Some people will say that your student years are the best of your life. Whether there’s any truth in that or not, you can relive them at this first-class hotel in the heart of Oxford, designed with nods to notable alumni from the famous university.
The Randolph Hotel, right next to the Ashmolean Museum and Balliol College, has been around since the mid-nineteenth century, but was taken over and given a uni-style makeover in 2019 by a Chicago-based company that runs various other graduate-style hotels in the US and in Cambridge.
Theme-wise, they really go in for it: Oscar Wilde’s portrait looks over your bed as you sleep, Lewis Carroll-inspired lampshades take pride of place on bedside tables and large college crests hang in the stairwell. And while the gaudy, Victorian-style decor (OTT wallpaper, clashing curtains and carpet, the lot), might not be to everyone’s taste, there’s no denying that the attention to detail is impressive. There are even gimmicky key cards for the guest rooms, designed as the student IDs of celebrated alumni like Stephen Hawking and T.S. Eliot (we were half expecting to have to do an entrance exam at check-in).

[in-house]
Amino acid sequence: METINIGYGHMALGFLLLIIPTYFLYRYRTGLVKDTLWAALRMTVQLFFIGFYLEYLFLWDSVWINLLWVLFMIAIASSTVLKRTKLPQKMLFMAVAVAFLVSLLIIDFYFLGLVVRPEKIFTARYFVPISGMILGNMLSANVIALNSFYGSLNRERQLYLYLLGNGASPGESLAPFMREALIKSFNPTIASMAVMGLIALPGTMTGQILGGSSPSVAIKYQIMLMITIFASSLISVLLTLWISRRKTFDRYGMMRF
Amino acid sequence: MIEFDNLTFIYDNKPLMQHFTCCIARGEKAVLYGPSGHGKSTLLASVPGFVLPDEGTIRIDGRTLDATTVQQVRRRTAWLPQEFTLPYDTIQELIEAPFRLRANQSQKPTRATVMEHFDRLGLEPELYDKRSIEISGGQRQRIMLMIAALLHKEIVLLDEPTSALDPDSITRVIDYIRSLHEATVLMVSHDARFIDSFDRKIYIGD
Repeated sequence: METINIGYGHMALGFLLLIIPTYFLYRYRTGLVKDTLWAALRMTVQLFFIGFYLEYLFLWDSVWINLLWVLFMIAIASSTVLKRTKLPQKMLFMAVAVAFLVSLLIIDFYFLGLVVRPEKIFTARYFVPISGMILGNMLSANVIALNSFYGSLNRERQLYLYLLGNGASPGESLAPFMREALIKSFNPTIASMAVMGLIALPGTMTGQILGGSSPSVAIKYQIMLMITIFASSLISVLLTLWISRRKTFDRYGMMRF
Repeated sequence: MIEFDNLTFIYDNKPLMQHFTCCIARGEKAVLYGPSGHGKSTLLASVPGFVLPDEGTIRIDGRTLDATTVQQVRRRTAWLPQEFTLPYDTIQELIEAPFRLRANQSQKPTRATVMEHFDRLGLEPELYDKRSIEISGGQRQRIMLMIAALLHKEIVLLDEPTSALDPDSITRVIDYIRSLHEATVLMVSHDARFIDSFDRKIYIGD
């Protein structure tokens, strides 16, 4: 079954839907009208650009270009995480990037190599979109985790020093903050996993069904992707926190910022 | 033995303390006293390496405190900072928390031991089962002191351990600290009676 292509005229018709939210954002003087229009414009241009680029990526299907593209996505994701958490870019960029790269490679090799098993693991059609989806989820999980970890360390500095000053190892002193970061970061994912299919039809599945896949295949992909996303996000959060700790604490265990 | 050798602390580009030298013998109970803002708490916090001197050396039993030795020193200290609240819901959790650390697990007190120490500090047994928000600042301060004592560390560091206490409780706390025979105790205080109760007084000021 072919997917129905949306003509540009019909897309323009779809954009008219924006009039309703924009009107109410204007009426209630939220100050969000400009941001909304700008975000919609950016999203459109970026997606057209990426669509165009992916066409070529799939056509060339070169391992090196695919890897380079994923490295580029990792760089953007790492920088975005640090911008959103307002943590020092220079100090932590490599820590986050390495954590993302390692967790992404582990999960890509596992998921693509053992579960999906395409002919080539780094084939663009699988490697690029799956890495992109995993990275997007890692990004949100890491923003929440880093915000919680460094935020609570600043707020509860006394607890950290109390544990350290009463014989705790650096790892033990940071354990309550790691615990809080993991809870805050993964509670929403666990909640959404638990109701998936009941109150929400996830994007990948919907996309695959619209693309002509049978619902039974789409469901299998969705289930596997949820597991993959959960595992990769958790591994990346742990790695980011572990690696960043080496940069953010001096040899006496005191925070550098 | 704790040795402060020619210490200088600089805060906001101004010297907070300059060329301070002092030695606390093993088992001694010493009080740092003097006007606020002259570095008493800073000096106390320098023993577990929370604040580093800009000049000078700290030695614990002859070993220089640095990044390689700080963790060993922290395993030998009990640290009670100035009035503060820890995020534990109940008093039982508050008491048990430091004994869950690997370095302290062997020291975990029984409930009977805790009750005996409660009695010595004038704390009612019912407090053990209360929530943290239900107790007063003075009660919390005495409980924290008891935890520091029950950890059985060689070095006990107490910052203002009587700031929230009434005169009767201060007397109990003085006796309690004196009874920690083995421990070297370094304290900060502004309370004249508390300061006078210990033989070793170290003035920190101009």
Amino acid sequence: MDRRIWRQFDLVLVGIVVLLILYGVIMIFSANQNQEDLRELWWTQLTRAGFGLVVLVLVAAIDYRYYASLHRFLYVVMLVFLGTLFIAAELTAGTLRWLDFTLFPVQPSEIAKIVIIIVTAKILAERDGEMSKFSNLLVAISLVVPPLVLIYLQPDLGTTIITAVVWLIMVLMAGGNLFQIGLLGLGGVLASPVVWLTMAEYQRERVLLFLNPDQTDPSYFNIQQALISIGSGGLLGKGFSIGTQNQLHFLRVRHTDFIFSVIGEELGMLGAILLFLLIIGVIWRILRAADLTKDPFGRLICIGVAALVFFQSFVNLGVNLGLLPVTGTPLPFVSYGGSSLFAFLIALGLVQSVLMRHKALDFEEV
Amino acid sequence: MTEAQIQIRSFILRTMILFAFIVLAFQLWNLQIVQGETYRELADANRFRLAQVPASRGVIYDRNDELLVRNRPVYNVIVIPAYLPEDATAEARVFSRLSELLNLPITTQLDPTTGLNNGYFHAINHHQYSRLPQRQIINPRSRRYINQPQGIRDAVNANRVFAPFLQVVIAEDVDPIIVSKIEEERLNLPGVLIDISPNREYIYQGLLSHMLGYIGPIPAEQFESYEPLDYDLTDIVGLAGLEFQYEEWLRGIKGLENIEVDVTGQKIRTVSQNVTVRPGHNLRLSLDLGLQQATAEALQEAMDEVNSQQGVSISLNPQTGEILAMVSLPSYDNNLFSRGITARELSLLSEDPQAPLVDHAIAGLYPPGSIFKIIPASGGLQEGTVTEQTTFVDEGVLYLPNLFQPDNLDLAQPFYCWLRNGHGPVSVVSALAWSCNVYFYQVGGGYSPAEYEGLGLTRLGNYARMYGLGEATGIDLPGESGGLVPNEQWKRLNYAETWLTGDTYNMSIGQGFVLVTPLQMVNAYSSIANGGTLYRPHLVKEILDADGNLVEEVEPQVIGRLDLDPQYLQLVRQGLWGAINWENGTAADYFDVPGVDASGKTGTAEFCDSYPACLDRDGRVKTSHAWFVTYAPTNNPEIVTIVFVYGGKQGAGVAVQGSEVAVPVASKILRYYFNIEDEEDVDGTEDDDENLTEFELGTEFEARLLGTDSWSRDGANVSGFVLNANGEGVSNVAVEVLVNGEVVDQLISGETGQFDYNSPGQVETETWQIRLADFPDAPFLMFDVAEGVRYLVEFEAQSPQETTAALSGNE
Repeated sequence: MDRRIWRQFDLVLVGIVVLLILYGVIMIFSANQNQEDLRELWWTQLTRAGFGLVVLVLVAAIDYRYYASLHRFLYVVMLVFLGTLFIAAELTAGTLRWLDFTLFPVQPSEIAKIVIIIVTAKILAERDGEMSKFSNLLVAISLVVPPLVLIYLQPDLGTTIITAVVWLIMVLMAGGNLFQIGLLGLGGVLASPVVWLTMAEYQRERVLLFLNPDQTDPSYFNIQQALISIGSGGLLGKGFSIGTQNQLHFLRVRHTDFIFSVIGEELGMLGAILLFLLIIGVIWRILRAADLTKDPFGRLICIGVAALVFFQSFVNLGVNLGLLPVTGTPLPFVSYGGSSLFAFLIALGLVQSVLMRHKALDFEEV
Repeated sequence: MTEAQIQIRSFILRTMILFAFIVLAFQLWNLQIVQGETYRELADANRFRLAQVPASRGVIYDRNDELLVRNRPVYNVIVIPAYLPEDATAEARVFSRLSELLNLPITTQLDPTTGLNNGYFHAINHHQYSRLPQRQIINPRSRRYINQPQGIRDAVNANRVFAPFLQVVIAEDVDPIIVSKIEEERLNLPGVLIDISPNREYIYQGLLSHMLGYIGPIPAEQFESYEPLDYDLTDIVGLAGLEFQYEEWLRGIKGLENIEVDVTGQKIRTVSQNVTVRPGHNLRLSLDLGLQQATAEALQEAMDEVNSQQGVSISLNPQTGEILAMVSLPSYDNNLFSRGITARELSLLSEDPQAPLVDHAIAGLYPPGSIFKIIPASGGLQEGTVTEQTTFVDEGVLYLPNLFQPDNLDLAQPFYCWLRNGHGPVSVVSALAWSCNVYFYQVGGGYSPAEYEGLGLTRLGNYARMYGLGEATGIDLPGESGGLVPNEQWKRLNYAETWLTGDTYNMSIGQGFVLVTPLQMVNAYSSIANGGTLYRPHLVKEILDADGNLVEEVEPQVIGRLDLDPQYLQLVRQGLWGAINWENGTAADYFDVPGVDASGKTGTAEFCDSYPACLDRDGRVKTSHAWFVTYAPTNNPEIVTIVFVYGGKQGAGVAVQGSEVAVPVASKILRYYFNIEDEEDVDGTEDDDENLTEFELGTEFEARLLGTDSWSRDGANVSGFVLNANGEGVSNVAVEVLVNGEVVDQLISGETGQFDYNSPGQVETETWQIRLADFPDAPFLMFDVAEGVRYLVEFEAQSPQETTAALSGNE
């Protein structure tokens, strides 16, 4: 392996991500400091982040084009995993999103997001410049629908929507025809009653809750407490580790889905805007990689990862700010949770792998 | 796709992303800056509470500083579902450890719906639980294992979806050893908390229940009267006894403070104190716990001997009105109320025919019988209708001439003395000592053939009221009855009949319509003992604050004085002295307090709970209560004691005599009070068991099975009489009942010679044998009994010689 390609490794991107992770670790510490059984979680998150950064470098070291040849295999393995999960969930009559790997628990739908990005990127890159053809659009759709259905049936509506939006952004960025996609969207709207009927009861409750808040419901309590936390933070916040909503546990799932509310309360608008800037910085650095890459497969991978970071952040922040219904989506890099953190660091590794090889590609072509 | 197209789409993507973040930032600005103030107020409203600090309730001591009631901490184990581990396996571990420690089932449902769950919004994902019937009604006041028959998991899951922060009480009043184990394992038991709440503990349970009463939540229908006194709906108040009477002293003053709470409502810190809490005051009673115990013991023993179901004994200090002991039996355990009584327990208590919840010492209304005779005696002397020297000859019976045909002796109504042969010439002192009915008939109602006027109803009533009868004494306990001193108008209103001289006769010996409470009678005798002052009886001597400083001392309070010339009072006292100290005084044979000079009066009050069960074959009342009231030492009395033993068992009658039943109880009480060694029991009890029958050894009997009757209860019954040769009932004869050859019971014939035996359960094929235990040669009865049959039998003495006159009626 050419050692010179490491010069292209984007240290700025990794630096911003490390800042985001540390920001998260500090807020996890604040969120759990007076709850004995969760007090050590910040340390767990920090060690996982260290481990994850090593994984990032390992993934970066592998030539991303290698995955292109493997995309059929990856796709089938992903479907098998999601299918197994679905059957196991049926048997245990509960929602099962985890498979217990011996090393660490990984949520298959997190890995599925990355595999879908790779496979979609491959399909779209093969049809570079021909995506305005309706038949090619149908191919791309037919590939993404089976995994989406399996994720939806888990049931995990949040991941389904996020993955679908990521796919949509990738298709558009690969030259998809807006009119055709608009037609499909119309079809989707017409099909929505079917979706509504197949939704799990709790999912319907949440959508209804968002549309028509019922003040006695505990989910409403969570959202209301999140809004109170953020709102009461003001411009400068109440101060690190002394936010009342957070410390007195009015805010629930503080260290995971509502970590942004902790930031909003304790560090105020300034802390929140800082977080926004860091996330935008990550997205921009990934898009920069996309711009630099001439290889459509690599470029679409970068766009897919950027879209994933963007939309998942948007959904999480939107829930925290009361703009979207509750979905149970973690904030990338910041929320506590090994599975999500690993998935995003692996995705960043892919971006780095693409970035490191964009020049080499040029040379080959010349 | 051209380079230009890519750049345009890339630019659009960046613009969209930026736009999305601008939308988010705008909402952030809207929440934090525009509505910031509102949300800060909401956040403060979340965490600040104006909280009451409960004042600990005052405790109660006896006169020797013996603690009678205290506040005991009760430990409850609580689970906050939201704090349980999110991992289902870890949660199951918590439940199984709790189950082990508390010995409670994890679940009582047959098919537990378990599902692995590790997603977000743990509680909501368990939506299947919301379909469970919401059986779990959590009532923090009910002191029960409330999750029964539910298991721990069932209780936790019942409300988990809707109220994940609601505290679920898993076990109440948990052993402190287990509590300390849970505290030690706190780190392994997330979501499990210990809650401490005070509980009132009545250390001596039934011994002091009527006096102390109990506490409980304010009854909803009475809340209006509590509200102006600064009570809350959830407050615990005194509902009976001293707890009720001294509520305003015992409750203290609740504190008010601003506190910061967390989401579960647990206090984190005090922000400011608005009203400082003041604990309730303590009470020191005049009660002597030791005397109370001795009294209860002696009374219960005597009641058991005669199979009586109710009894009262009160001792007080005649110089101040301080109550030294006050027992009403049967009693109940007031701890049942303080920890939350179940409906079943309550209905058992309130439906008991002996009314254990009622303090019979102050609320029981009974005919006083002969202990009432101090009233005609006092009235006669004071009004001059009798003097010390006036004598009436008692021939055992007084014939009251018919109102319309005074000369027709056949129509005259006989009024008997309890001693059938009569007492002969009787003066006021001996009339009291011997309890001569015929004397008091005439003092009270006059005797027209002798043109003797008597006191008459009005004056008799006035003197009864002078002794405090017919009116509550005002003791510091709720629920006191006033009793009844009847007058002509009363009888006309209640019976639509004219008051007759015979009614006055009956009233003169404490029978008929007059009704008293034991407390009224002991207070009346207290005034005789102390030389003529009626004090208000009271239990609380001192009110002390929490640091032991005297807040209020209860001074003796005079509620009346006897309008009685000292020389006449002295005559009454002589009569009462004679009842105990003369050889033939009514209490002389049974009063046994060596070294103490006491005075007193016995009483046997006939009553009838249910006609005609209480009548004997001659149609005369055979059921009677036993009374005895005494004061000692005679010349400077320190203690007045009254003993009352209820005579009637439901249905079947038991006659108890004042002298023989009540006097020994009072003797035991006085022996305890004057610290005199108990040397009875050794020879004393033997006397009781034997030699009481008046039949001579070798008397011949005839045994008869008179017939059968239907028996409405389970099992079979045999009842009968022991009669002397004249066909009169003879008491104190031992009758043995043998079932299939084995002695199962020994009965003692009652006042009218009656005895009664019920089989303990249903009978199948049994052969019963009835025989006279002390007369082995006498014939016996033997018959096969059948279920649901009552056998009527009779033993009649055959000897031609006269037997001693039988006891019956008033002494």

The Alice, the main restaurant, is an ‘Alice and Wonderland’-themed affair, nodding to the author (and Oxford grad) Lewis Carroll. It comes complete with playful paintings of characters like the Cheshire Cat, sparkly chandeliers and Sketch-style pink seating, plus a stunning bar that looks like something out of ‘The Great Gatsby’. The menu focuses on contemporary British dishes, with a slant towards fish and beef – we recommend the whole plaice with samphire and brown shrimp butter, and the parmesan tart with pickled mushrooms for veggies.
Once you get over all of the institutional pomp, the hotel itself is a stunning and convenient base for a weekend away. Just over an hour’s train ride from London, it’s slap-bang in the city centre, and very near all the historic attractions, pubs and restaurants. The front rooms look out over the gorgeous Neoclassical Ashmolean, while all of the public areas are airy, high-ceilinged and grandly furnished. Full marks.
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